ramearess

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  1. the reason a lot of people can have problem programming C++ from tutorials is the author of the tutorial has wrtiten the code in non standard c++ that there compilier will accept. Any good tutorial will be writen in standard C++ when a person has trouble with code in this fashion one should direct them to a better tutorial or better yet recomend they invest in a book (and not sams teach yourself c++ in 21 days it has too many code errors)
  2. I wouldn't buy a mac over a pc they tend to be more expensive and less software development companies support them. If you don't know the difference between a Pentium 4, Pentium D or core 2 duo you probably won't need any thing more powerful than a pentium D with 1GB of ram. To ensure some future proof ensure the machine has a core 2 duo (ideally a 2.4ghz or higher) and at least 2GB of memory (667 or 800mhz) and after having a quick look it doesn't look like you can buy a poor intel mac book.
  3. I'd stick with python I've never used the language but if you already know some of it then you may as well get a good alround grasp of the language before you move onto another. The biggest problem I find in diffret languges is how to develop a solution to the problem using the full features of a language for example a lot of people do't use what i term as black box coding when in a OO languge which is to develop objects that take inputs and spit out the output no need to worry about whats inside and how it works, this way you send off some information and recieve what your after. Just to clarify you create one object now your working on another object that will make use of the first you don't want to start altering the first as it may be in use by another object.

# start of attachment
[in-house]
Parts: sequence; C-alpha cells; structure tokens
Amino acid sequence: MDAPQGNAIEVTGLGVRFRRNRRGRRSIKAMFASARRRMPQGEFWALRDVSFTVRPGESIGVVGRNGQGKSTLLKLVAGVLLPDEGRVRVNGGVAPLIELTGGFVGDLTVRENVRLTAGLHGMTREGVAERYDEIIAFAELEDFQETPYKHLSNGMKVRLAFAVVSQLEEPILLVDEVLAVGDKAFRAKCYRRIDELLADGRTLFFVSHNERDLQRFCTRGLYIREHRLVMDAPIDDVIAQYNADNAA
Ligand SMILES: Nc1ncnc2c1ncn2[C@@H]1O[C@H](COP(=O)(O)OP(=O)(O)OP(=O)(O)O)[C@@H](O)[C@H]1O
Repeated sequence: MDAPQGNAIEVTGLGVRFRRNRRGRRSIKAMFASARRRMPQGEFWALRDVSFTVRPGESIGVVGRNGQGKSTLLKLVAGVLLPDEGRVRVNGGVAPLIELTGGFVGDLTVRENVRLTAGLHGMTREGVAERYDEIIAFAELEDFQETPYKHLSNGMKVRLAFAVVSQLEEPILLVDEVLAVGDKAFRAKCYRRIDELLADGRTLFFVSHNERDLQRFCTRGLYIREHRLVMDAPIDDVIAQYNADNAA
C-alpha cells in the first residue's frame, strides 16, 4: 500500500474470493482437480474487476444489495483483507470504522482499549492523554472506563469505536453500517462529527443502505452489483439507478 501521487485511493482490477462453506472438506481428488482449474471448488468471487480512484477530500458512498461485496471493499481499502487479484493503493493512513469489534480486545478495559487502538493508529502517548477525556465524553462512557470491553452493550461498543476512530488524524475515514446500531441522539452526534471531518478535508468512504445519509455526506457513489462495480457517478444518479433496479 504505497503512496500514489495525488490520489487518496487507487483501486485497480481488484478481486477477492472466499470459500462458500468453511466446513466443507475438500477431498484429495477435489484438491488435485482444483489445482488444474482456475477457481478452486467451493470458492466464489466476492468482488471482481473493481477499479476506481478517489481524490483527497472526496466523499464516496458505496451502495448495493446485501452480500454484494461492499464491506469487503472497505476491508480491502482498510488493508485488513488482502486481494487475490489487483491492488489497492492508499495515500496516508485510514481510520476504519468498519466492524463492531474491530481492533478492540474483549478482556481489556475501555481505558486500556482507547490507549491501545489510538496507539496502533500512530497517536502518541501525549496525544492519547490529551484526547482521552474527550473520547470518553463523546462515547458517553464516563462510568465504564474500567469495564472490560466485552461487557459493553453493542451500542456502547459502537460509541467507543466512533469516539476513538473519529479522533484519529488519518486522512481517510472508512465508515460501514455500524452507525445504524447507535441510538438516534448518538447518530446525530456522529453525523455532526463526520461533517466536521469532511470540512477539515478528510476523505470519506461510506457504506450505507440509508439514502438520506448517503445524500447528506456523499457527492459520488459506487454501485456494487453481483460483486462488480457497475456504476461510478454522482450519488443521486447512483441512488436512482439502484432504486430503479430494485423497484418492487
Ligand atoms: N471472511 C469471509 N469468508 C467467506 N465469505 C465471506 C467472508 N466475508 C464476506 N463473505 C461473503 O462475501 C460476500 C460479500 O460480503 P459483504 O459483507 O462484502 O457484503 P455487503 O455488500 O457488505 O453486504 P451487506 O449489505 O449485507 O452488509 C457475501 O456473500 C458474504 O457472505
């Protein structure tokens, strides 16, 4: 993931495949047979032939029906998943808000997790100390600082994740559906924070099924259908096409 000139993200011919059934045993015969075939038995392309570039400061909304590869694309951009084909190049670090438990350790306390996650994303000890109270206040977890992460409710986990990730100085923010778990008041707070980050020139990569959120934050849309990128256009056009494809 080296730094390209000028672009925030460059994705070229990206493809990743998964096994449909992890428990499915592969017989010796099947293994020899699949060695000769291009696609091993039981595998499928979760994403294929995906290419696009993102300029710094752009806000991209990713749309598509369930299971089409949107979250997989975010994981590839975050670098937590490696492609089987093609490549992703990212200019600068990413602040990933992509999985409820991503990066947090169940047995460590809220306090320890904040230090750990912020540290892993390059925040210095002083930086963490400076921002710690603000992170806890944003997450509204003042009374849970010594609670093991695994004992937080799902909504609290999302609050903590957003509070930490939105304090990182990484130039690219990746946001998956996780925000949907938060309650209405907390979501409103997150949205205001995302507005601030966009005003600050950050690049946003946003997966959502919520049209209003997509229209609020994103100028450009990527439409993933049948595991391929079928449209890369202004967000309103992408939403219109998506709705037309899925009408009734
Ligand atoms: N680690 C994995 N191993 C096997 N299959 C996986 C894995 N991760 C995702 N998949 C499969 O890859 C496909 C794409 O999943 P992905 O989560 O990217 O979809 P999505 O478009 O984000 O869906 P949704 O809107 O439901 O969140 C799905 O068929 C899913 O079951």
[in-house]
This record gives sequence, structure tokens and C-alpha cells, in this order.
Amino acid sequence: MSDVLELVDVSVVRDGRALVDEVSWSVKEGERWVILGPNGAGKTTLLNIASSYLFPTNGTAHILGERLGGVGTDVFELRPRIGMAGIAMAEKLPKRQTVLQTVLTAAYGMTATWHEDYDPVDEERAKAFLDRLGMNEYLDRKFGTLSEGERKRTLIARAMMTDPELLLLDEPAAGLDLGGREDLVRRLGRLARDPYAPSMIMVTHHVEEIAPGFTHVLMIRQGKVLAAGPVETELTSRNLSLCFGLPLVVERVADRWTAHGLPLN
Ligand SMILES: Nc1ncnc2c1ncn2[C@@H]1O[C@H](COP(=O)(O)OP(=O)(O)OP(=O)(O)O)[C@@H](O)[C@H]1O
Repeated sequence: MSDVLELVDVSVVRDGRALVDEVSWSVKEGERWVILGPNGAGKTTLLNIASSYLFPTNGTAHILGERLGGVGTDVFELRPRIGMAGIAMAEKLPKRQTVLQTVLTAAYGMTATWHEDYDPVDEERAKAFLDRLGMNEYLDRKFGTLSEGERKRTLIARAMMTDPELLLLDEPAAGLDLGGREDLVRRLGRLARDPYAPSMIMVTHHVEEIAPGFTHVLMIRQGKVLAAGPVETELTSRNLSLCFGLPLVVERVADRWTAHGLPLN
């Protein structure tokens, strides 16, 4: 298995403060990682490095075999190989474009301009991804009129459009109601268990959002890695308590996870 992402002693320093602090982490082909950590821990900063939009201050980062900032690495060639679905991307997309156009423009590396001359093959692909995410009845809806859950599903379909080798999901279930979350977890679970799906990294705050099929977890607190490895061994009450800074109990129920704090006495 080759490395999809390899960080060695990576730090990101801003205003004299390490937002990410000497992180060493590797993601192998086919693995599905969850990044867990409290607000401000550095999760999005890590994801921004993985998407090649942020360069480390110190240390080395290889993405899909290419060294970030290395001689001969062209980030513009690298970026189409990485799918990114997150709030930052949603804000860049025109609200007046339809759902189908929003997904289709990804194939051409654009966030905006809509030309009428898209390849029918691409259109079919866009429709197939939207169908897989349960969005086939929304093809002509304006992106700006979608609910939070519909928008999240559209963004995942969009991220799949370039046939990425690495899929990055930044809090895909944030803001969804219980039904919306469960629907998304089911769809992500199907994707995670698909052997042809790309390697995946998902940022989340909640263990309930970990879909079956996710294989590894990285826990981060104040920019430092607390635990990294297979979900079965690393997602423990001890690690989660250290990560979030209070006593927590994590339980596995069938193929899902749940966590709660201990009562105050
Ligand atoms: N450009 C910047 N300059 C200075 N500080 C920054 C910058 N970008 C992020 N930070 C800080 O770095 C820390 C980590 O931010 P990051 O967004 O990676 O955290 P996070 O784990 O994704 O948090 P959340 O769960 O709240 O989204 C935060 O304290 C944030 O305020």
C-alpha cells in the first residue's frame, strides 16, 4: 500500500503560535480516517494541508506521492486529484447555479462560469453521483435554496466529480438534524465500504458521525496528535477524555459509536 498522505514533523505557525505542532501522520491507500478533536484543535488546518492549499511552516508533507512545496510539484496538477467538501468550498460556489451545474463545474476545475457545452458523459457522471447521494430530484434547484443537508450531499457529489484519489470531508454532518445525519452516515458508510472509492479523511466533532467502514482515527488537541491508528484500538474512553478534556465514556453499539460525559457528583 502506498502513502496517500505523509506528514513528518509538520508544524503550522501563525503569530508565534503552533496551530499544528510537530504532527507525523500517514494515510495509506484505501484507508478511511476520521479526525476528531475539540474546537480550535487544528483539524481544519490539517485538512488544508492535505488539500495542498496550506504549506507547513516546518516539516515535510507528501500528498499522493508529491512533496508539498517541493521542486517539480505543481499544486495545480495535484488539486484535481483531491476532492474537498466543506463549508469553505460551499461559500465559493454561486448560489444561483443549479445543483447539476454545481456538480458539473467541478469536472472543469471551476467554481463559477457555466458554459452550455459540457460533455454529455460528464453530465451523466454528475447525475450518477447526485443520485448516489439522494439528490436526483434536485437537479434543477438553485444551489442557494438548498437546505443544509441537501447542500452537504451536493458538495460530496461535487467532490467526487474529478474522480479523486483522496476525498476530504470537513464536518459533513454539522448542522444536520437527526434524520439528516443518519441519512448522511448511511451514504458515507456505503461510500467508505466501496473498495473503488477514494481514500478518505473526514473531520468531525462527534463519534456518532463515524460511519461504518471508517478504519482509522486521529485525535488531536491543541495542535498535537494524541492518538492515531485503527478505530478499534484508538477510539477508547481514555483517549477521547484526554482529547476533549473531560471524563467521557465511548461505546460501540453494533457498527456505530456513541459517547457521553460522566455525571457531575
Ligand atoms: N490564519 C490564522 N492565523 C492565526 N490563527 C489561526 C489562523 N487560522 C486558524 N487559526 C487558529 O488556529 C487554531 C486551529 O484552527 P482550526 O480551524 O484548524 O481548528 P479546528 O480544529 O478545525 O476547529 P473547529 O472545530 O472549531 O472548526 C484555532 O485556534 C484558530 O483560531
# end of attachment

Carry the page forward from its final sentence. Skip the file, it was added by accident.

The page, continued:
4. As far as I understand a parody is a form of critsism basically you use a portion of the owners work to poke fun at it though you must not disvalue the original work for example a person must not know the entire story from DNF from your work. You can't copy it but you can use the other persons ideas, you can't protect an idea. If you could id would be the only company that could produce a 3D FPS.
  5. Doom and teenage mutant turtles for the memories. small arms is probably my fav. just download the trials every arcade game should have a demo.
  6. It's not really fair to give ATI such a bashing the HD 3870 was only out done by the GeForce 8800 which happened to cost a lot more. Now though ATI don't have a card on the market to compete with the GeForce 9600. well actually the 3870 can hold it's own against it but the 9600 is cheaper. Defiantly a move by Nvidia to hurt the competition as they seem to like to get there flagship card out before their midrange cards when they can. You mobile guid isn't a bad place to look when comparing desktop cards they will all roughly compare to each other the same they will just out perform their mobile counter parts.
  7. Would this not be a case where friendship could be used allowing one class to access areas of another.